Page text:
South Carolina Center Stage in Early 2016 Chatter

By Josh Lederman; Ken Thomas | St Louis Post-Dispatch (MO), May 4, 2013 | Go to article overview

South Carolina Center Stage in Early 2016 Chatter


Josh Lederman; Ken Thomas, St Louis Post-Dispatch (MO)


COLUMBIA, S.C. * Mere months after the 2012 election, South Carolina is a buzz of political activity with a slate of potential presidential candidates already looking ahead to the state's "first in the South" primary still three years away.

Vice President Joe Biden, a Democrat, and Republican Sen. Ted Cruz of Texas, a Tea Party favorite with national aspirations, were simply the latest politicians to do the presidential campaign tease with the state, descending on it Friday to whip up the partisan faithful ahead of next week's special congressional election. It features former GOP Gov. Mark Sanford and Democrat Elizabeth Colbert Busch, the sister of comedian Stephen Colbert.

In this conservative state that reliably votes Republican in national and statewide general elections, partisans already are getting a hefty amount of attention. Typically, South Carolina finds itself at the center of American politics for a brief time every four years during the presidential primary season, when it usually is the third state to weigh in on who should become the Democratic and Republican presidential nominees.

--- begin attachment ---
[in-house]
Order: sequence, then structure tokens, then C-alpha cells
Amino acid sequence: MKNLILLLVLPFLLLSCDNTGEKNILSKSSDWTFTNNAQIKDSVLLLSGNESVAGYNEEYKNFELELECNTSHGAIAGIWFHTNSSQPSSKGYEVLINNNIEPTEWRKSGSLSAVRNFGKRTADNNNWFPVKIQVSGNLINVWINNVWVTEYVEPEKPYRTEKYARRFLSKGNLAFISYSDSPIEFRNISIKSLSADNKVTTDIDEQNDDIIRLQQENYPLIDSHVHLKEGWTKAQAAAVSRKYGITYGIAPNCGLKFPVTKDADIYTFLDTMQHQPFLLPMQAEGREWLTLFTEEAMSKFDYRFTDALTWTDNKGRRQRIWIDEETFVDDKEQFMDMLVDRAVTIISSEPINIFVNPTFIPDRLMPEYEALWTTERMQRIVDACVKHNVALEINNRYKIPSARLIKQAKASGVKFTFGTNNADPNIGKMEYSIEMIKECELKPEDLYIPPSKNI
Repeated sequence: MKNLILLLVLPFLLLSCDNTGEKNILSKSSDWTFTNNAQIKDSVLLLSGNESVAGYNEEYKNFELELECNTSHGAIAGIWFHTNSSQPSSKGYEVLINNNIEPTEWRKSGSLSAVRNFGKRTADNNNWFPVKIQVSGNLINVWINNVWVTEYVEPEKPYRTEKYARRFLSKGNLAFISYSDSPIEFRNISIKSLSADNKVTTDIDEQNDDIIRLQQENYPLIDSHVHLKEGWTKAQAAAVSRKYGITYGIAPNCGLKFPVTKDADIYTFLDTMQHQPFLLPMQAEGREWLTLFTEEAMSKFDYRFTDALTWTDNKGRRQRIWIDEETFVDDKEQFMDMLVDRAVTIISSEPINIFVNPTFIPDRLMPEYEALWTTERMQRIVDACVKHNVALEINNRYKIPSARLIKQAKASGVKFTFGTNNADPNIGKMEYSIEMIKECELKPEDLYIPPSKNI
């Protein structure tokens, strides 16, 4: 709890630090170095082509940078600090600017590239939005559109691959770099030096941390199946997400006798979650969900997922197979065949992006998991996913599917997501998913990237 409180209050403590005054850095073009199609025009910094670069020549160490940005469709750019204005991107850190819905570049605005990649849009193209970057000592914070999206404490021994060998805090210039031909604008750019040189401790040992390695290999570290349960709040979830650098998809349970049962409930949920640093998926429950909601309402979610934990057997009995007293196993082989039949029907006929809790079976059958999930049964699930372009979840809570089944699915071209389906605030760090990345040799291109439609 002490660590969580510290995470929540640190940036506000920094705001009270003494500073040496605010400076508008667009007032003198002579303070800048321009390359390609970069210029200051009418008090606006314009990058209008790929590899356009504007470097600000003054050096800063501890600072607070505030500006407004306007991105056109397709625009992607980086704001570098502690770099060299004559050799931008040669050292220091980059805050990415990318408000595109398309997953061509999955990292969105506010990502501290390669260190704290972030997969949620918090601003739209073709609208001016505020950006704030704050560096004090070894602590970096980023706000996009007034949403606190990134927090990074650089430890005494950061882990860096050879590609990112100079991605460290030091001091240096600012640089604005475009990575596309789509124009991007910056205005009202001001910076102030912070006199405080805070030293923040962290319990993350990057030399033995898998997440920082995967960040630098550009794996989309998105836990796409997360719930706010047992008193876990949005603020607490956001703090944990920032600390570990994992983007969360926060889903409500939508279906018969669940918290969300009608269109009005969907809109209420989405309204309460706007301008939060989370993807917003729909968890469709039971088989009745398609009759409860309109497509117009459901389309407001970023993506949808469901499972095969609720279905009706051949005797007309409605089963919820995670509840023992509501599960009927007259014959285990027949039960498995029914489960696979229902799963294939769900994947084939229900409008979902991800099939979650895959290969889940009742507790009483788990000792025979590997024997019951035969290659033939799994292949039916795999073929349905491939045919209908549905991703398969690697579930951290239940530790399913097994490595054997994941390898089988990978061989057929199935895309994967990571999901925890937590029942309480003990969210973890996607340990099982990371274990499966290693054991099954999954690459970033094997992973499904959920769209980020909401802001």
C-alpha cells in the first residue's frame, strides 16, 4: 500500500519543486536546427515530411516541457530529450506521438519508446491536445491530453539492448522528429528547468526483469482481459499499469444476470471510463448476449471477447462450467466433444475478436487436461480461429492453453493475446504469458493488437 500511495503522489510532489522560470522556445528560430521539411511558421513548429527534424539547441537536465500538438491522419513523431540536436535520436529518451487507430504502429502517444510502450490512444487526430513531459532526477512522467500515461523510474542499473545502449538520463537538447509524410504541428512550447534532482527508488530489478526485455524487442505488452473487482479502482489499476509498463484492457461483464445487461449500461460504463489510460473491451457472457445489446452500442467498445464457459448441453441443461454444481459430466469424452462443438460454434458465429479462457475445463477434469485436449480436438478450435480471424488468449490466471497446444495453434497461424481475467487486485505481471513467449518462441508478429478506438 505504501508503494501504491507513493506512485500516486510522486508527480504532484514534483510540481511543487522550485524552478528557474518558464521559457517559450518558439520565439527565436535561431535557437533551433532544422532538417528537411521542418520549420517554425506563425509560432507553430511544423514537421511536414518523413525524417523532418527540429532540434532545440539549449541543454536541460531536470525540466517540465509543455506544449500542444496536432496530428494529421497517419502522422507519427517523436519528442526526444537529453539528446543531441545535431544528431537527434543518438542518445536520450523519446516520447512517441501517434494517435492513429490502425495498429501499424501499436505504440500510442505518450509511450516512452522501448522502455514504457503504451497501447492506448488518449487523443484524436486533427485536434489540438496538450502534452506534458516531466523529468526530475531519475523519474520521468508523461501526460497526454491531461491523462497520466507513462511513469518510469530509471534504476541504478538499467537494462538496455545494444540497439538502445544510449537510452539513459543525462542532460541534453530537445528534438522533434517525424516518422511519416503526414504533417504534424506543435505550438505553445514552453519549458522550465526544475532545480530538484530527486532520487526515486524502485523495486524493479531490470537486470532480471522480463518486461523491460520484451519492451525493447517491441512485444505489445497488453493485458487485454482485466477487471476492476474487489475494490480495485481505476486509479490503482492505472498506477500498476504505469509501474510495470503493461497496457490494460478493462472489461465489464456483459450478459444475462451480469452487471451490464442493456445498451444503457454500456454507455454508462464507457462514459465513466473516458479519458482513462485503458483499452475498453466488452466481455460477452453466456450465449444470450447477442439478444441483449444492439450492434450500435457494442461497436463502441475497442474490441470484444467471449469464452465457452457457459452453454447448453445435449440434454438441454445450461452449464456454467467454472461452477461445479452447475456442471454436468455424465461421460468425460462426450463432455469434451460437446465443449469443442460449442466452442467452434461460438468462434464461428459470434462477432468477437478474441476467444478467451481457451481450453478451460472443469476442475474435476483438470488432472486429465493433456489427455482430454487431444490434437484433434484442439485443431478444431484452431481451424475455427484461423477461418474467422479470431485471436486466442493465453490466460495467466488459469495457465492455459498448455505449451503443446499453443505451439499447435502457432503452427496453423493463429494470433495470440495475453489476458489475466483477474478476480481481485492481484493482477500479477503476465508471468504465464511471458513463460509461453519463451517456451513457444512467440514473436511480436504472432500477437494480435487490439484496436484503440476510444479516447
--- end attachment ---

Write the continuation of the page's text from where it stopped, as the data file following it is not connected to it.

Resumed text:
South Carolina's primaries have played an important role in the nominating process for both parties; the state gave Barack Obama a commanding victory in 2008 and until last year, every Republican nominee had won the state's primary since Ronald Reagan in 1980.

Years ahead of the 2016 contests, Republican and Democratic hopefuls alike already are starting to survey the landscape, court support and weigh in on local matters, with wide-open fields shaping up in both parties.

"The activists in this state are unhappy about the results of the presidential election," said Jay Ragley, a former executive director of the state Republican Party. "They're looking for someone who has a message which national Republicans can rally behind."

This week, Kentucky Sen. Rand Paul, a potential 2016 candidate, endorsed Sanford, and the party announced that Paul would hold fundraisers for Republicans in the state on June 28. Last month, Maryland Gov. Martin O'Malley, talked up his record and heaped criticism on South Carolina Republican Gov. …

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